The dazzling — and fortunate — story of gold
Scientists at Yale and the Southwest Research Institute (SwRI) say they’ve hit the jackpot with some valuable new information about the story of gold.
It’s a story that begins with violent collisions of large objects in space, continues in a half-melted region of Earth’s mantle, and ends with precious metals finding an unlikely resting spot much closer to the planet’s surface than scientists would have predicted.
Jun Korenaga, a professor of Earth and planetary sciences in Yale’s Faculty of Arts and Sciences, and Simone Marchi, a researcher at SwRI in Boulder, Colorado, provide details in a study in the journal Proceedings of the National Academy of Sciences.
Their new theory provides possible answers to lingering questions about the way gold, platinum, and other precious metals found their way to shallow pockets within Earth’s mantle rather than deep in the planet’s core. More broadly, the new theory offers insights into planet formation throughout the universe.
“Our research is a good example of making an unexpected discovery after re-examining conventional wisdom,” Korenaga said.
Recent research from scientists around the world has established that precious metals such as gold and platinum came to Earth billions of years ago after the early proto-Earth collided with large, moon-sized bodies in space, which left behind deposits of materials that were folded into what is today’s Earth.
But that absorption process has remained something of a mystery.
Aside from being valued for their scarcity, aesthetic beauty, and use in high-tech products, gold and platinum are what is known as highly “siderophile” elements. They are drawn to the element iron to such a degree that they would be expected to collect almost entirely in Earth’s metallic core — either by merging directly with the metal core on impact or by sinking quickly from the mantle into the core.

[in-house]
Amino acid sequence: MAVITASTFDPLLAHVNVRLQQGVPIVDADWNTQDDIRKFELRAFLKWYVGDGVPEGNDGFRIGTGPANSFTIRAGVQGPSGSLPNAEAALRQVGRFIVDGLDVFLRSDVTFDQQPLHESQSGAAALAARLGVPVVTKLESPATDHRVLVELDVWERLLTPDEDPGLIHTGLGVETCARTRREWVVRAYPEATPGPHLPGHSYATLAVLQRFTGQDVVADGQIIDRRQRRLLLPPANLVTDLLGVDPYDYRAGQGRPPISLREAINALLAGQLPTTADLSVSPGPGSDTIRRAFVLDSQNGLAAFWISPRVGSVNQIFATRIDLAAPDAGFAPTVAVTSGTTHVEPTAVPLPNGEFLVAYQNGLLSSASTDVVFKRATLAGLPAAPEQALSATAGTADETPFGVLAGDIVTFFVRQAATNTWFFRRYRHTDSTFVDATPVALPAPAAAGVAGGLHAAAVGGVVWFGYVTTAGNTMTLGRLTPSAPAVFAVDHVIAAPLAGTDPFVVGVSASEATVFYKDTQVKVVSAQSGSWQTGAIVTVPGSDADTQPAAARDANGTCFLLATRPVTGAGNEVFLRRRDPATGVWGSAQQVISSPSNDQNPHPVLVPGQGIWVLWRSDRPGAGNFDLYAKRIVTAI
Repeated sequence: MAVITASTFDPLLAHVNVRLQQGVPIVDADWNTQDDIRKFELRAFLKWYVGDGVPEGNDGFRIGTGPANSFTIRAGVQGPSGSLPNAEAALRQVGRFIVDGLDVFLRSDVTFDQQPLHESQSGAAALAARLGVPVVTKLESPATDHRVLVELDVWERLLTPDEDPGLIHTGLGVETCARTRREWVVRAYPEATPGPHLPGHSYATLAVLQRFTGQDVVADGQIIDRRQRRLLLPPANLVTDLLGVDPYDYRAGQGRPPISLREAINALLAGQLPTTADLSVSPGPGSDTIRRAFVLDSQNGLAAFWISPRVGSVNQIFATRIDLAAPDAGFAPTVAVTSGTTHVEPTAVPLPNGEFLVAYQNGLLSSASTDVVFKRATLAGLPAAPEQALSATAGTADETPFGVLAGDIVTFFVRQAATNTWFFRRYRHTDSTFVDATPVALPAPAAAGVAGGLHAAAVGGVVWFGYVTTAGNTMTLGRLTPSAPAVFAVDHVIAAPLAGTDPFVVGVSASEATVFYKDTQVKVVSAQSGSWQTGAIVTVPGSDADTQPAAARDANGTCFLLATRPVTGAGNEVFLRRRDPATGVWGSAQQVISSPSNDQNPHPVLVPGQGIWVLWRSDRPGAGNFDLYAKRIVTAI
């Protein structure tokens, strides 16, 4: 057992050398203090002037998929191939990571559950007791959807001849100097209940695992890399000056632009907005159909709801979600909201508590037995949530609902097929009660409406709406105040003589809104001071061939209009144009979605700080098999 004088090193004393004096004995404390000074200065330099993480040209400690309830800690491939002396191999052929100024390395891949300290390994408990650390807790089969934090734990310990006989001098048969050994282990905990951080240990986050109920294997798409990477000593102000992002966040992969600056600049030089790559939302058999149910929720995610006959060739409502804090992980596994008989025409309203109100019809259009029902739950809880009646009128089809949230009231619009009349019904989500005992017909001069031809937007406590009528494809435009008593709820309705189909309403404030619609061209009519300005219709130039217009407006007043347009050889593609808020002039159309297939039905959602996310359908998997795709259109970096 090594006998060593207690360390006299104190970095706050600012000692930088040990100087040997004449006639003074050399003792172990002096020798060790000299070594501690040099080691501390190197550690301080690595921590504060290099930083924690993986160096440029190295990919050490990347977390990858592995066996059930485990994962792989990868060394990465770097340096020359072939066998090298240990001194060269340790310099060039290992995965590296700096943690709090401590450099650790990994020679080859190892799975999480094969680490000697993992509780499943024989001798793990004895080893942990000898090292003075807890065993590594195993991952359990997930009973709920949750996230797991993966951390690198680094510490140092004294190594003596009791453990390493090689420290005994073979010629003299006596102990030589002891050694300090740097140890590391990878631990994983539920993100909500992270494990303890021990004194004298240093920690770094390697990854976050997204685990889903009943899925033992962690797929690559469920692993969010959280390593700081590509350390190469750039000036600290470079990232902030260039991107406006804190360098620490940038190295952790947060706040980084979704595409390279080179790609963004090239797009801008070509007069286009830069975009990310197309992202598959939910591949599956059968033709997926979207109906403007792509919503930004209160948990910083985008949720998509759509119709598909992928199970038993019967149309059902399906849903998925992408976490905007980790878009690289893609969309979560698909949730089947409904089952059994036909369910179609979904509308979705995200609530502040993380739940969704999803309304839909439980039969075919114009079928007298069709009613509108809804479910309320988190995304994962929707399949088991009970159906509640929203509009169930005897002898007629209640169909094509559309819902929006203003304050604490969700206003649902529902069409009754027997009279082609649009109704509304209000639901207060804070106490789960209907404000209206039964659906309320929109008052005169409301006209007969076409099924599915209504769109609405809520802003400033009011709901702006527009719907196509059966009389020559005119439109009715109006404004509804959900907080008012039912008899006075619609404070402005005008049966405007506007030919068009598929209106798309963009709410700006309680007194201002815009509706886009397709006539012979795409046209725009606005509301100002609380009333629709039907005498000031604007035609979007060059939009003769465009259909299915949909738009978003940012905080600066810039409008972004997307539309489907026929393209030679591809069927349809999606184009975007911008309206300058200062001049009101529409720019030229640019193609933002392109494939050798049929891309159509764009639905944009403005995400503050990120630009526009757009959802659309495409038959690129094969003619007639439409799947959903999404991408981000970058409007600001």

By this logic, they should not have collected at or near the Earth’s surface. Yet they did.
“Working with Simone, who is an expert on impact dynamics, I was able to come up with a novel solution to this conundrum,” Korenaga said.
Korenaga and Marchi’s theory centers around a thin, “transient” region of the mantle, where the shallow part of the mantle melts and the deeper part remains solid. The researchers found that this region has peculiar dynamic properties that can efficiently trap falling metallic components and slowly deliver them to the rest of the mantle.
Their theory posits that this delivery is still ongoing, with the remnants of the transient region appearing as “large low-shear-velocity provinces” — well-known geophysical anomalies in the deep mantle.
“This transient region almost always forms when a big impactor hits the early Earth, making our theory quite robust,” Marchi said.
The researchers said the new theory not only explains previously enigmatic aspects of Earth’s geochemical and geophysical evolution, but it also highlights the wide range of time scales involved in Earth’s formation.
“One of the remarkable things we found was that the dynamics of the transient mantle region take place in a very short amount of time — about a day — yet its influence on subsequent Earth evolution has lasted a few billion years,” Korenaga said.
Funding for the research came from NASA and the National Science Foundation.